Kenyans sharply divided on KFC’s decision to import potatoes, dismisses local produce as inferior

Kenyans were sharply divided on the decision by Fast food chain KFC to snub locally grown potatoes in favour of deliveries from its overseas suppliers over alleged low quality.

They thronged social media sites where they put their heat on the American food chain company that appeared to cave in under pressure and announced that they will start considering local produce.

The KFC saga has however opened a can of worms regarding the quality of agricultural products produced in Kenya and whether they meet the required pesticide and herbicide residual levels – putting local farmers and regulators on the spot.

According to farmers in Nyandarua and Nakuru who spoke to News Today directed their anger on lenient government business policies that allow foreign firms to operate without benefitting Kenyans.

“It is very sad that while potatoes are going to waste in Nyandarua and elsewhere, KFC is insisting on importing potatoes into Kenya. Our country can produce endless quantities of potatoes,” said Andrew Muhia, a potato farmer based in Ol Karau.

“Who negotiates these trade deals? Imagine what it could have done to the Kenyan potato farmer had our government insisted that one of the conditions for KFC to be given market access was to buy its raw material from Kenya including chicken,” Muhia said.

On her part Agnes Mugure expressed her frustration at the manner government agencies rush to enter into trade deals with foreign business outlets without the welfare of Kenyans at heart.

“What our country surely needs is not mere foreign capital but patriotic and informed leadership. The ordinary Kenyan will then thrive to become an even better wealth creator and taxpayer,” the Nakuru based potato farmer said.

“Why must our country give away its family silver to benefit farmers and underwrite jobs in other countries? Posed Kamau Ndirangu.

He said potato farmers have been counting losses since the pandemic hit, leading to the closure of hotels that provide them with a ready market. This pushed the prices down, with tens of traders shying away from buying the potatoes from the farmers.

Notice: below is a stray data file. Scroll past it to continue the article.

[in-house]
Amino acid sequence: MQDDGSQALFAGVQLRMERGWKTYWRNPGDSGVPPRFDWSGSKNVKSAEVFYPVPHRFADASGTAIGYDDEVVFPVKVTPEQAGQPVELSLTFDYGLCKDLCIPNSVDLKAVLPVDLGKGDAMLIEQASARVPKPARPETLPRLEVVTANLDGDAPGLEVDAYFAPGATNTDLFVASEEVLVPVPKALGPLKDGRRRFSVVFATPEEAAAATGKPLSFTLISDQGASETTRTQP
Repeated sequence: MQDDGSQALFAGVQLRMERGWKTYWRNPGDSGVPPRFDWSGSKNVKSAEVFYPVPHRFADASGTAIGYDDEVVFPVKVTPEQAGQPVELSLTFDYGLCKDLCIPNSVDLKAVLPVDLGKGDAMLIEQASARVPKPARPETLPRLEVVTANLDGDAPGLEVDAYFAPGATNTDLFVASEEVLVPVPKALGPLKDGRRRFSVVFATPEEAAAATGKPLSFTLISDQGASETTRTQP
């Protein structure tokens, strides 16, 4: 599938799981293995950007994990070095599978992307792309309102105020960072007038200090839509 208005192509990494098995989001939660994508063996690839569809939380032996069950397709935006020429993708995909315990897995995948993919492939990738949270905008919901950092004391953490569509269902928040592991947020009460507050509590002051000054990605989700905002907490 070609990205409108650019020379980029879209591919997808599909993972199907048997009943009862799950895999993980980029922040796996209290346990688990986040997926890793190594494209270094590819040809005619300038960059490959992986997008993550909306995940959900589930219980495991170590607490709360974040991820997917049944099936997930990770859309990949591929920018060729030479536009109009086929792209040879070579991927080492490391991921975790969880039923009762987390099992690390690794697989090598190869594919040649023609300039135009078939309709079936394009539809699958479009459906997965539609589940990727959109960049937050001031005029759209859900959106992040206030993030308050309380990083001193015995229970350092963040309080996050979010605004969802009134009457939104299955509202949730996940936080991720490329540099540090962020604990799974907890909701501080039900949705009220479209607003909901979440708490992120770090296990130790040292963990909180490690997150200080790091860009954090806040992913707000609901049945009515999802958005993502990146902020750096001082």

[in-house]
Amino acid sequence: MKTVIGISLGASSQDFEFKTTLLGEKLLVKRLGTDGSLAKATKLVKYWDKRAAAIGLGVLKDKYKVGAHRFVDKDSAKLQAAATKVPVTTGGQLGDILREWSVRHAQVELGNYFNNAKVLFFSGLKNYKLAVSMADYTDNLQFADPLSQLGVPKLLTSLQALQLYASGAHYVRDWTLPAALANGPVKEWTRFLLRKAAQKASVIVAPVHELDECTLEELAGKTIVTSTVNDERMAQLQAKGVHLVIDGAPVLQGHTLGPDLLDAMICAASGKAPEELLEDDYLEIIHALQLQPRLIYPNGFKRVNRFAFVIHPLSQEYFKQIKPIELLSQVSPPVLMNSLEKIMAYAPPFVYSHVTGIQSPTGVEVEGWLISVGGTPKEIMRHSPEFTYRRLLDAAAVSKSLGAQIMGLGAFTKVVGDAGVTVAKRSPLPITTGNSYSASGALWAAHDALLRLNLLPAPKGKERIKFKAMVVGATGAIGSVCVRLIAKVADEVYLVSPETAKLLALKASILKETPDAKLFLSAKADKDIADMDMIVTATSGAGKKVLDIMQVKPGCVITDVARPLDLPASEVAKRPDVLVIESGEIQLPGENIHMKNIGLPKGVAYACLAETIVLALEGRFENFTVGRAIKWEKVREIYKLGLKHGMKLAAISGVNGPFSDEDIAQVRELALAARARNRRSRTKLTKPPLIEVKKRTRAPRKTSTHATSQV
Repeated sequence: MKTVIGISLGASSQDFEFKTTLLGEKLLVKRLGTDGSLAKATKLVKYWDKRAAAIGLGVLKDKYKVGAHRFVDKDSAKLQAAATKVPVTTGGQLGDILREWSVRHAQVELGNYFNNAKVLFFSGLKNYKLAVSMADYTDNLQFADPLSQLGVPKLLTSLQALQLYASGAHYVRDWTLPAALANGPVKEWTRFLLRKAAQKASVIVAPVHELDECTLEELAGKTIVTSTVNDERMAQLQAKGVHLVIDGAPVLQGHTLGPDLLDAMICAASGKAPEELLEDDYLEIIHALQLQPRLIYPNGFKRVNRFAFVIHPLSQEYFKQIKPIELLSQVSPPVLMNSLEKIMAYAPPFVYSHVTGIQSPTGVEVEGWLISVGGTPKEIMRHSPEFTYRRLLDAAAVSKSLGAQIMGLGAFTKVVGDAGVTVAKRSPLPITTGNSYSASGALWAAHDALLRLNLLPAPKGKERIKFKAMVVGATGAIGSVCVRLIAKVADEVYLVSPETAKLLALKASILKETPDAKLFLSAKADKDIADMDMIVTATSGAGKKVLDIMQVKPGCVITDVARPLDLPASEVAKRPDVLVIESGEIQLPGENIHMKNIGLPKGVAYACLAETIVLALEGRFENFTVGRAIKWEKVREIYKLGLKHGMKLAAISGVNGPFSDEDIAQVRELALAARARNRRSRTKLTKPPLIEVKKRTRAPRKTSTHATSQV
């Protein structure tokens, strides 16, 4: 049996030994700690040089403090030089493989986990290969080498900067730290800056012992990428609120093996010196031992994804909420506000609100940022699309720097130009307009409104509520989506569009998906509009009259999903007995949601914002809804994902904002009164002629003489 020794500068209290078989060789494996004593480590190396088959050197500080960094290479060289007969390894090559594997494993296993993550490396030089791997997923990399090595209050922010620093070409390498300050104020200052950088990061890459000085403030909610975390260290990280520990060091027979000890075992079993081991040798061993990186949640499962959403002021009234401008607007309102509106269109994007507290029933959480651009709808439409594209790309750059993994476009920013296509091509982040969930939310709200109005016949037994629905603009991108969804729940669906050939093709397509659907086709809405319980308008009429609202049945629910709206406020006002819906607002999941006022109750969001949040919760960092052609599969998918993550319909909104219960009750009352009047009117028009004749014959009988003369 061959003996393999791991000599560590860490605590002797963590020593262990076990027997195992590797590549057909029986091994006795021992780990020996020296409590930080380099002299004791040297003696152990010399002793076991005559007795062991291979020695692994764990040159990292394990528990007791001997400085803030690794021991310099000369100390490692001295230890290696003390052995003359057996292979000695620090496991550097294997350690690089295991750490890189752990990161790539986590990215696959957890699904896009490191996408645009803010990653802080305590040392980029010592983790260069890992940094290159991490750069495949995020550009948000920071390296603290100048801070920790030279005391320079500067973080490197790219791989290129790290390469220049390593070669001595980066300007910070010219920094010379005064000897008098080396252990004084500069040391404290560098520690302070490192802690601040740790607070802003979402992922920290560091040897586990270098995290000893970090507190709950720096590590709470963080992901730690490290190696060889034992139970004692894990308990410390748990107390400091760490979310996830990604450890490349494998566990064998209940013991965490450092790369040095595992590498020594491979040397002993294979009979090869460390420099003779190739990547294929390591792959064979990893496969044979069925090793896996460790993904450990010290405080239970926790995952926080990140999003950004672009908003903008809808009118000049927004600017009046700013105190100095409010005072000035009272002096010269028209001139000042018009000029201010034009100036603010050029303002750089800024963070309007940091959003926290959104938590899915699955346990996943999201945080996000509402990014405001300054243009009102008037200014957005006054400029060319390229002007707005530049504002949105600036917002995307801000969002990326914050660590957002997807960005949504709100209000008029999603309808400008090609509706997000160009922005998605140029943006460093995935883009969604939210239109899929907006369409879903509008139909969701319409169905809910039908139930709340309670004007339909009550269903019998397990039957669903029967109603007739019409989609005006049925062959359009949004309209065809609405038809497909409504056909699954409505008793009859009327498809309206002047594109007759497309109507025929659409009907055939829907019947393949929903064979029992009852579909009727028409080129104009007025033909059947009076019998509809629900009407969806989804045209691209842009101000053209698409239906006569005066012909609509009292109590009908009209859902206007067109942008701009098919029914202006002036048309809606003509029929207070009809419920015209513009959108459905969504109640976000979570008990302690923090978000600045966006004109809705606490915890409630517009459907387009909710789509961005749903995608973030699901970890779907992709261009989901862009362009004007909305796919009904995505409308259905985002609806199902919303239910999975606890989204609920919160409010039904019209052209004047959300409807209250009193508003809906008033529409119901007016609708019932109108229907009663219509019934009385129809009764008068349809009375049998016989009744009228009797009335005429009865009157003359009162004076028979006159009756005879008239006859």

“Our problem started a couple of weeks after Covid-19 was reported in the country, and since then, we have never recovered. Then there is an outright opportunity to sell our produce to such an international player yet government bureaucracy is at play,” he said.

However popular blogger Mwangi Kibathi has taken a swipe at Kenyan potato farmers over the quality of their produce. “Let us just accept we are so used to crappy quality as Kenyans. We get surprised when a foreign company insists on better quality,” Kibathi wrote.

Kibathi noted that in the US and UK among other western countries the food cooked and sold in supermarkets and restaurants comes with an expiry date.

“Does your favourite supermarket throw away food after some specific time? Are we even sure they throw it away after some specific time? Are we even sure they throw it away as they close at night?” posed Kibathi.

He further noted that Kenyans over the years are used to poor quality. “Ask how many hardware shops sell ‘reject’ quality mabati or even bakeries that sell ‘reject’ bread. Poor quality is our style but certainly not KFC style,” he added

This is set to deny local farmers whose product goes to waste during harvesting seasons the chance to reap from the lucrative tenders, especially during shortages like this. It is also not clear why it has taken the company more than 10 years to vet local farmers or support the value chain to meet its standards like the case with other multinationals.

This comes at a time potato has become the second most important food crop after maize, grown by 800,000 small-scale farmers and generating employment for an estimated 2.5 million people along the value chain. It is estimated to contribute more than Sh50 billion to the Kenyan economy.

Recently the Eastern Africa Farmers Federation (EAFF) warned that it would take a couple of years for the agriculture sector to fully recover from the effects of the pandemic. The pandemic saw hotels shut down, import and export of farm inputs banned, and borders closed.

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